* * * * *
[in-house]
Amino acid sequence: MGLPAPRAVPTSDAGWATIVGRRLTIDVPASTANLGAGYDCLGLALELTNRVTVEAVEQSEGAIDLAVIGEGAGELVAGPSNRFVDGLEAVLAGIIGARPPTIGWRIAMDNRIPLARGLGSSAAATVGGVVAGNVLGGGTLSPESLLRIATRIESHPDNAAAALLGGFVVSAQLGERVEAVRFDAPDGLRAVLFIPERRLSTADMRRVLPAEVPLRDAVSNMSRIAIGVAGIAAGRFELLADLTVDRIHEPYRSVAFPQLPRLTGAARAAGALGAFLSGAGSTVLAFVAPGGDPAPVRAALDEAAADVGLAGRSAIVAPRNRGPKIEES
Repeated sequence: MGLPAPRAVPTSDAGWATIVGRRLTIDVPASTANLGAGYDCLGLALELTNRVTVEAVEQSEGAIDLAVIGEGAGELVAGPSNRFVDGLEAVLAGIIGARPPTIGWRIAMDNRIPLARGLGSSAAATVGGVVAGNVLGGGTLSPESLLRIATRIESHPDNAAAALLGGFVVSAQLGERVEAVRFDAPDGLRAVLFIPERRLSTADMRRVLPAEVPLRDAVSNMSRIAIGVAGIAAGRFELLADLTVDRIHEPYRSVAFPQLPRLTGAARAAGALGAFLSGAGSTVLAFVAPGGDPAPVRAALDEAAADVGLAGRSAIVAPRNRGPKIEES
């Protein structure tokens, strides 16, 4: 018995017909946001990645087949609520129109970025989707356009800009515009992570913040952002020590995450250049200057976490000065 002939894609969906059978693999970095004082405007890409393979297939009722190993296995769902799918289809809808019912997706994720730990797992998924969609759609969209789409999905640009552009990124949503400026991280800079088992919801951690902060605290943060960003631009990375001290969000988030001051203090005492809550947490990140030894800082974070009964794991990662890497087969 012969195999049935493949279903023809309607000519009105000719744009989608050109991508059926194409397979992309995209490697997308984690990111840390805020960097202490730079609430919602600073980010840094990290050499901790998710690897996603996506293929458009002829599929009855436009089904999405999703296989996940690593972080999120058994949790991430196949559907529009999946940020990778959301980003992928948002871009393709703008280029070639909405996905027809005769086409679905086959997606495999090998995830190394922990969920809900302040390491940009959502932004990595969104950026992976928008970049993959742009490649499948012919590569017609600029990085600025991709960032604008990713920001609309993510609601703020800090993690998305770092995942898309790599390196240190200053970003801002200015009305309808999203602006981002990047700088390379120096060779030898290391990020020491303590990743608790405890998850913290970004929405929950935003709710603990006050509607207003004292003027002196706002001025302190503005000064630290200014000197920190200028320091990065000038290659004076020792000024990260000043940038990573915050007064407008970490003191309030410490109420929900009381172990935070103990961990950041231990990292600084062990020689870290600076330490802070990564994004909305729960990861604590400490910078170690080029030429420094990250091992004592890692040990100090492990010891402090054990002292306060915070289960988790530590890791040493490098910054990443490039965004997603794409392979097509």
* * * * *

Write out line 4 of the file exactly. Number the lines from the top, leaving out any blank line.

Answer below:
């Protein structure tokens, strides 16, 4: 018995017909946001990645087949609520129109970025989707356009800009515009992570913040952002020590995450250049200057976490000065 002939894609969906059978693999970095004082405007890409393979297939009722190993296995769902799918289809809808019912997706994720730990797992998924969609759609969209789409999905640009552009990124949503400026991280800079088992919801951690902060605290943060960003631009990375001290969000988030001051203090005492809550947490990140030894800082974070009964794991990662890497087969 012969195999049935493949279903023809309607000519009105000719744009989608050109991508059926194409397979992309995209490697997308984690990111840390805020960097202490730079609430919602600073980010840094990290050499901790998710690897996603996506293929458009002829599929009855436009089904999405999703296989996940690593972080999120058994949790991430196949559907529009999946940020990778959301980003992928948002871009393709703008280029070639909405996905027809005769086409679905086959997606495999090998995830190394922990969920809900302040390491940009959502932004990595969104950026992976928008970049993959742009490649499948012919590569017609600029990085600025991709960032604008990713920001609309993510609601703020800090993690998305770092995942898309790599390196240190200053970003801002200015009305309808999203602006981002990047700088390379120096060779030898290391990020020491303590990743608790405890998850913290970004929405929950935003709710603990006050509607207003004292003027002196706002001025302190503005000064630290200014000197920190200028320091990065000038290659004076020792000024990260000043940038990573915050007064407008970490003191309030410490109420929900009381172990935070103990961990950041231990990292600084062990020689870290600076330490802070990564994004909305729960990861604590400490910078170690080029030429420094990250091992004592890692040990100090492990010891402090054990002292306060915070289960988790530590890791040493490098910054990443490039965004997603794409392979097509």